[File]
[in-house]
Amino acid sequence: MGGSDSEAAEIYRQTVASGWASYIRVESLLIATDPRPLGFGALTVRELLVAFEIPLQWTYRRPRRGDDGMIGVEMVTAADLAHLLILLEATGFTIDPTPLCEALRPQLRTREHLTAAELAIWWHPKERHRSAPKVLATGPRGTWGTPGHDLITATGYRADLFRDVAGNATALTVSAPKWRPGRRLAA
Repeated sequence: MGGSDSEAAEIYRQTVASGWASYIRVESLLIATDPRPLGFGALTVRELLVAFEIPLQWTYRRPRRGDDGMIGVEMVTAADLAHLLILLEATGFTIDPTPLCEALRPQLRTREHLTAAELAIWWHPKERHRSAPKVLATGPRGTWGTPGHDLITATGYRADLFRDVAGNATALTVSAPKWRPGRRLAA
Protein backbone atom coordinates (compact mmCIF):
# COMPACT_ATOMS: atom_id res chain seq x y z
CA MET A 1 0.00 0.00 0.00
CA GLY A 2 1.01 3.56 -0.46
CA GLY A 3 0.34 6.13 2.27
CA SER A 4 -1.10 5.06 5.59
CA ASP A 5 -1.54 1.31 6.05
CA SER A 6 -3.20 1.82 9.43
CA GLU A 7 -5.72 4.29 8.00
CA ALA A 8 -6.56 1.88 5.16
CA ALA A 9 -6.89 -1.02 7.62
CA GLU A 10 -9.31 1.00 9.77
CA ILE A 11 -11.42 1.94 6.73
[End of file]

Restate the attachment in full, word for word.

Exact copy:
[in-house]
Amino acid sequence: MGGSDSEAAEIYRQTVASGWASYIRVESLLIATDPRPLGFGALTVRELLVAFEIPLQWTYRRPRRGDDGMIGVEMVTAADLAHLLILLEATGFTIDPTPLCEALRPQLRTREHLTAAELAIWWHPKERHRSAPKVLATGPRGTWGTPGHDLITATGYRADLFRDVAGNATALTVSAPKWRPGRRLAA
Repeated sequence: MGGSDSEAAEIYRQTVASGWASYIRVESLLIATDPRPLGFGALTVRELLVAFEIPLQWTYRRPRRGDDGMIGVEMVTAADLAHLLILLEATGFTIDPTPLCEALRPQLRTREHLTAAELAIWWHPKERHRSAPKVLATGPRGTWGTPGHDLITATGYRADLFRDVAGNATALTVSAPKWRPGRRLAA
Protein backbone atom coordinates (compact mmCIF):
# COMPACT_ATOMS: atom_id res chain seq x y z
CA MET A 1 0.00 0.00 0.00
CA GLY A 2 1.01 3.56 -0.46
CA GLY A 3 0.34 6.13 2.27
CA SER A 4 -1.10 5.06 5.59
CA ASP A 5 -1.54 1.31 6.05
CA SER A 6 -3.20 1.82 9.43
CA GLU A 7 -5.72 4.29 8.00
CA ALA A 8 -6.56 1.88 5.16
CA ALA A 9 -6.89 -1.02 7.62
CA GLU A 10 -9.31 1.00 9.77
CA ILE A 11 -11.42 1.94 6.73